Title: Korea Witness
Editors: Don Kirk, Sang-Hun Choe
Softcover: 472 pages
Publisher: EunHaeng NaMu; 1st edition (June 2, 2006)
The archetypal image I have for foreign correspondents isn't exactly flattering nor is it accurate. For that matter, it's not even of flesh and blood. It's a stock news reporting character from The Simpsons. No, not everyone's beloved Kent Brockman or even that guy with the poofy black hair who reported that pork prices began to rise in early trading. No, I'm referring to the skinny guy who dishevely dons a drab 1940s style suit and brown fedora. You might remember that he was with Bart when Blinky, the three-eyed fish, was discovered in the polluted waters downstream of the nuclear power plant. Although he has only appeared in the long-running TV series less a handful of times, you might have an image of him. Then again, you might not. His name, while completely forgettable, was actually Dave Shutton and he writes for the Springfield Shopper. I make this reference because like real foreign correspondents in Korea, their names may not be familiar to you at all but their presence and stories surely have captivated you. Korea Witness is a collection of dozens of stories of how these pioneers of their field got their scoops as well as the trails and tribulations associated with reporting the news in Korea.
Chronologically arranged, this book spans the careers of several generations of journalists and their careers involving Korea and its foreign press. Stories from parachute journalists based in Tokyo and English speaking Koreans working for foreign presses share their fascinating and surprisingly shocking stories from their time. From meeting other hacks, dodging Korean war bullets and bombs, interviewing CEOs in Japanese, rubbing elbows with Korean presidents, dangerously sneaking into the Gwangju student-led powder keg, pre-email era dictating horrors, enduring death threats and surviving tear gas assaults, these men (and one Pulitzer prize winning woman) have earned their right to call themselves journalists. Their stories are just as dynamic as any Hollywood movie.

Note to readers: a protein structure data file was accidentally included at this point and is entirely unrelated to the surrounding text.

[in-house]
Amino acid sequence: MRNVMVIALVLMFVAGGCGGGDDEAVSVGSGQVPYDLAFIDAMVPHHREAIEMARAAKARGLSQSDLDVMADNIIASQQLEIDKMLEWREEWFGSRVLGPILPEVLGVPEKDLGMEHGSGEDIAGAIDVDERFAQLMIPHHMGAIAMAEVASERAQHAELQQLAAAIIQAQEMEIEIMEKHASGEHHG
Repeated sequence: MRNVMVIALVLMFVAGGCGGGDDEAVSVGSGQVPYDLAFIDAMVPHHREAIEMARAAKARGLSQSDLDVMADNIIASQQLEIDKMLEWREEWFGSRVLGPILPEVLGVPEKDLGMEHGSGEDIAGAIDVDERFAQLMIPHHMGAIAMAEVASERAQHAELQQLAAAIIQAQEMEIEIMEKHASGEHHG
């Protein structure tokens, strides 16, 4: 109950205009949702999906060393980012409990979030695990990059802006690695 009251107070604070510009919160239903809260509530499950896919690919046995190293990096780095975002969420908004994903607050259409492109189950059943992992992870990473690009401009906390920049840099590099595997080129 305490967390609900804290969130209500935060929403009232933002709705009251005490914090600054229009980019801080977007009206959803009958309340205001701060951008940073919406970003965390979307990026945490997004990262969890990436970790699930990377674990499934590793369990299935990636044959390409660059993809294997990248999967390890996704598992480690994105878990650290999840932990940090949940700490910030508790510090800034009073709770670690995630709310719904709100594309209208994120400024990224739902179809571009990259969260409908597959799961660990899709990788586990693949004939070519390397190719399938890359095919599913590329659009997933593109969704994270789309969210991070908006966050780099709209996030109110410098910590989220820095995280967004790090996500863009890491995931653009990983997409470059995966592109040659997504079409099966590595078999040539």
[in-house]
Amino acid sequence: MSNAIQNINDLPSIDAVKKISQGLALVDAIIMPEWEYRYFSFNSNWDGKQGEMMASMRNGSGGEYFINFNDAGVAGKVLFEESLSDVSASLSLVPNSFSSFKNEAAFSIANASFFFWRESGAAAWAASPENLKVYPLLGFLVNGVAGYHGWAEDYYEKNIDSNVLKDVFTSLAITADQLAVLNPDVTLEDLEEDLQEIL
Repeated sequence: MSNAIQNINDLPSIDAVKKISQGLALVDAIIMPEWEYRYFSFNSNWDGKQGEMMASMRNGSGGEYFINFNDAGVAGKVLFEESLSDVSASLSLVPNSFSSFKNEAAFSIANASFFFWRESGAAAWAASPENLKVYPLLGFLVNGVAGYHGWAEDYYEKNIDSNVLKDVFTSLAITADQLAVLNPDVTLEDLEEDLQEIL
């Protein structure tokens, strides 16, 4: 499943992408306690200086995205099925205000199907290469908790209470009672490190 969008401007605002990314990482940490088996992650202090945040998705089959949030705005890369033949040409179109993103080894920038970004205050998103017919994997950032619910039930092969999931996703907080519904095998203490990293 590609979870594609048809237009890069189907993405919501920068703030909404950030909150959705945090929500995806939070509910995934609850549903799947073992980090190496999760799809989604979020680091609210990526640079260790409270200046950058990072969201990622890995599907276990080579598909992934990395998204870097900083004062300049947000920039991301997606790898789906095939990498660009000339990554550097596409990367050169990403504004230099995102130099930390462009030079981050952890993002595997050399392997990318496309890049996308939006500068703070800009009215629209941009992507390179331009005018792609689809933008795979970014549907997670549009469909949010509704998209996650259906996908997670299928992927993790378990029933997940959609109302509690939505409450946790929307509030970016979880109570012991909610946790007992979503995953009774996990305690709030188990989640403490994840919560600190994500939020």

The book design is non-distractingly pleasing and thoughtfully laid out. The plentiful amount of photos embedded are often breathtaking in their own right and certainly compliment the attached article. Cleanly laid out at the end of each entry is a short summary of the author which is footnoted to help fill in certain biographical details that might help the reader better understand the author's relationship with Korea. The editors have accepted works from a wide range of writers and the book is all the better for it.
However, one early chapter about Japanese correspondents in particular feels like a rough draft of what could have been a memorable story. There's not else much to criticize other than the comparatively small amount of non-Caucasian American male voices to be heard but that's likely indicative of both the language of the book and the likely small ratio of European, Chinese and Japanese correspondents of the time.
Korea Witness is an smooth and entertaining read. If not limited in scope, it tells of a war-torn, post-Liberation, economic miracle, Olympic hosting, economic collapsing, technology exporting powerhouse that, through the eyes of the foreign press, have plenty of stories to tell. This book sums up those stories quite nicely.
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Respectfully disagreeing with Ask A Korean's ambivalence towards English language resources on Korea, these trailblazers did their job admirably and in my opinion contributed immensely to the world's understanding of Korea. Not only did it raise my awareness of the Seoul Foreign Correspondents Club (SFCC), but it really put some human perspective on certain events. The first hand accounts of surviving a Korean war bomb, investigating No Gun Ri, and the tragic death of 육영수 are worth the price of the book alone. Plus its got the Neff. You can't really go wrong with this one.
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1 year ago